From the author of the literary pulp phenomenon Spaceman Blues comes a future history cautionary tale, a heist movie in the style of a hippie novel. Liberation is a speculation on life in near-future America after the country suffers an economic cataclysm that leads to the resurgence of ghosts of its past (such as the human slave trade). Our heroes are the Slick Six, a group of international criminals who set out to alleviate the worst of these conditions and put America on the road to recovery. Liberation is a story about living down the past, personally and nationally; about being able to laugh at the punch line to the long, dark joke of American history. Slattery’s prose moves seamlessly between present and past, action and memory. With Liberation, he celebrates the resilience and ingenuity of the American spirit.
©2008 Brian Francis Slattery (P)2012 Audible, Inc.
I teach. I Listen. I trust your judgment as a fellow listener.
There is a story thread you can follow along the twisting pathway that is this broody and bizarre post-apocolyptic novel. However, if you are the kind of listener that runs your audio book while driving, cooking, or engaging in mindless tasks, then avoid this purchase. There are entire segments of this story that the listener must replay to determine if we are engaged in present or past tense (always a bad sign in the first hour of listening). Other times, we wonder if the science fiction/fantasy metaphors are part of the novel's structure, or if we are listening to an author's prose whose stream of consciousness has run totally amok.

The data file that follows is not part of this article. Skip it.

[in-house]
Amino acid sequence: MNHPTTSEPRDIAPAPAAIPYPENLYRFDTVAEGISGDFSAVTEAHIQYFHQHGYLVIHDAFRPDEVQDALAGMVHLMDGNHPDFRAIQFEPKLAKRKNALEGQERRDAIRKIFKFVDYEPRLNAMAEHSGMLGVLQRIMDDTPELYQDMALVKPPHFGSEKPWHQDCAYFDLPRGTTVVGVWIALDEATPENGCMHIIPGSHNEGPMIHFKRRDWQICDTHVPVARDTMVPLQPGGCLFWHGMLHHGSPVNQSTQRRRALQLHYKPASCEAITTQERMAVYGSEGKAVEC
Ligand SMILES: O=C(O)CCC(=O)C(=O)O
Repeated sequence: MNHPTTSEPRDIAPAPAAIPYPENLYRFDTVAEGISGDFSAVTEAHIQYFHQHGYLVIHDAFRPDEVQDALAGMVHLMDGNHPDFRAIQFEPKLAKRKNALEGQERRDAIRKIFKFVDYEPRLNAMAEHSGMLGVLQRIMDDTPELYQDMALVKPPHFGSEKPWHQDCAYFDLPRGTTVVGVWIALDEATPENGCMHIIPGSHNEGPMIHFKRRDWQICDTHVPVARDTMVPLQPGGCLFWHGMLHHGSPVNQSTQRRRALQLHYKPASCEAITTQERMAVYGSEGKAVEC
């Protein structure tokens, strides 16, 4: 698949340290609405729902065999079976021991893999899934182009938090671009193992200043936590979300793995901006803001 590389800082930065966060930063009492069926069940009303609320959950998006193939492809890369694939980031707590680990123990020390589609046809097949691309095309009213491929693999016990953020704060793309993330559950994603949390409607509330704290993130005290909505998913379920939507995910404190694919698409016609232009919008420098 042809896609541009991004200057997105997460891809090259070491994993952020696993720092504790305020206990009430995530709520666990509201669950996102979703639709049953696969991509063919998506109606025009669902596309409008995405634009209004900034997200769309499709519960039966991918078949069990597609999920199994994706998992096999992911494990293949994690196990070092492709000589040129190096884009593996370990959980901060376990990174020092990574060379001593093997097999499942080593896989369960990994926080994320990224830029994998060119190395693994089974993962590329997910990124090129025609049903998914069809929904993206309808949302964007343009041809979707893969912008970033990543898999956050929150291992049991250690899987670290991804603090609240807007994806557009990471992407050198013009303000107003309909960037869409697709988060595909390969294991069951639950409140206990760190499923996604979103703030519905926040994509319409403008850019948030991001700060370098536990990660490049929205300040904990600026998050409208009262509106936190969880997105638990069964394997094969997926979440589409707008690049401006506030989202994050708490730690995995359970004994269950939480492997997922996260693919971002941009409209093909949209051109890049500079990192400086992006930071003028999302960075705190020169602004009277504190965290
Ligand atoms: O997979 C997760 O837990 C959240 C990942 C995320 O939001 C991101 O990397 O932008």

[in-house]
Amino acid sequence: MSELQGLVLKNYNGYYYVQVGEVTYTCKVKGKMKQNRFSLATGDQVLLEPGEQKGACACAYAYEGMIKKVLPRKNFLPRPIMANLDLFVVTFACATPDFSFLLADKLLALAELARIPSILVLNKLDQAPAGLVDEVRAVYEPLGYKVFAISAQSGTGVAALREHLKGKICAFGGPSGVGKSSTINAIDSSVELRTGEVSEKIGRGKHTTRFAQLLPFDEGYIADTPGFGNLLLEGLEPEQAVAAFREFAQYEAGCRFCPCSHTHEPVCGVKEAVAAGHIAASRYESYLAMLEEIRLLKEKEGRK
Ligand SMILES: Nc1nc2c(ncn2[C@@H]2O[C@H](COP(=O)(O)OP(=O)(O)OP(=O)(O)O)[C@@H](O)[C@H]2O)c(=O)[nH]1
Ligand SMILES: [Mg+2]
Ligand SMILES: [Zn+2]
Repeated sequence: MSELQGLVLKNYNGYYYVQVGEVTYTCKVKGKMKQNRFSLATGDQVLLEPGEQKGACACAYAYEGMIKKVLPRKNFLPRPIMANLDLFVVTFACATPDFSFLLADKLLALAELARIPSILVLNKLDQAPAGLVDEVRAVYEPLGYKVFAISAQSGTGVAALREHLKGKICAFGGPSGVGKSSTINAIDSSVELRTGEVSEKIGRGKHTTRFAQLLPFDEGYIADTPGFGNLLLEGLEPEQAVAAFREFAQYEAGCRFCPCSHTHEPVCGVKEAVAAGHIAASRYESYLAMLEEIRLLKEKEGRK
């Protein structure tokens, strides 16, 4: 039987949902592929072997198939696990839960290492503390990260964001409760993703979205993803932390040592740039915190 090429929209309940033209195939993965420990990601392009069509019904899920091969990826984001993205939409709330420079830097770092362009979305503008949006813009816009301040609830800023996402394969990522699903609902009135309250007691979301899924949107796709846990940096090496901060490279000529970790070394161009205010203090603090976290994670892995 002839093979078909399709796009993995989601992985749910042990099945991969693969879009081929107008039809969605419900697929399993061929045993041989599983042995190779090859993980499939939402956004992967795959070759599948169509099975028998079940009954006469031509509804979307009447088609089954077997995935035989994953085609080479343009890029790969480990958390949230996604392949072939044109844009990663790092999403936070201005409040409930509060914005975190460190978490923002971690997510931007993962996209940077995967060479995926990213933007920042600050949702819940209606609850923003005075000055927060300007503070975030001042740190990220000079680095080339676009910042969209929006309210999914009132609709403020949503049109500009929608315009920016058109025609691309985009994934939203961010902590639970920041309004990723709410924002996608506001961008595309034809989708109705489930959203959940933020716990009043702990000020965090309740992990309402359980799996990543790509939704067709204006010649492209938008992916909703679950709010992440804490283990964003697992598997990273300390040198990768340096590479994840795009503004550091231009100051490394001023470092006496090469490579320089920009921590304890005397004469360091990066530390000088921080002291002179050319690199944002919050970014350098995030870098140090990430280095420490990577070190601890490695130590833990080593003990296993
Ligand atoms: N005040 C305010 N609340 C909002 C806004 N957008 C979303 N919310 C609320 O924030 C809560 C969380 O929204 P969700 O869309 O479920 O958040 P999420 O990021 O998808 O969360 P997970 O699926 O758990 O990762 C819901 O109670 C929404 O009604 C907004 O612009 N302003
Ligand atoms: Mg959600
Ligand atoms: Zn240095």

The premise of the book is sound...the Dollar ($) collapses. Then we get the big "and." For Slattery, the author, his big "and" is to address the crisis by inventing the dream team of anti-heroes to save the day (maybe). To make these misfits more plausible, the author endows them with characteristics better left for bar room braggadocio. And, herein, lies the failure of this novel. It's all so out there...so far fetched...that the book is just a jumble of loosely connected stories leading to...well, I won't say because that's a spoiler. But...whatever man! It certainly is not Heller's "The Dog Stars." His post-apocolyptic novel was brilliant, believable, and left us empathetic with it's characters.
As for the main characters in "Liberation: Being the Adventures of the Slick Six After the Collapse of the United States of America," I could care less about them. Feh!
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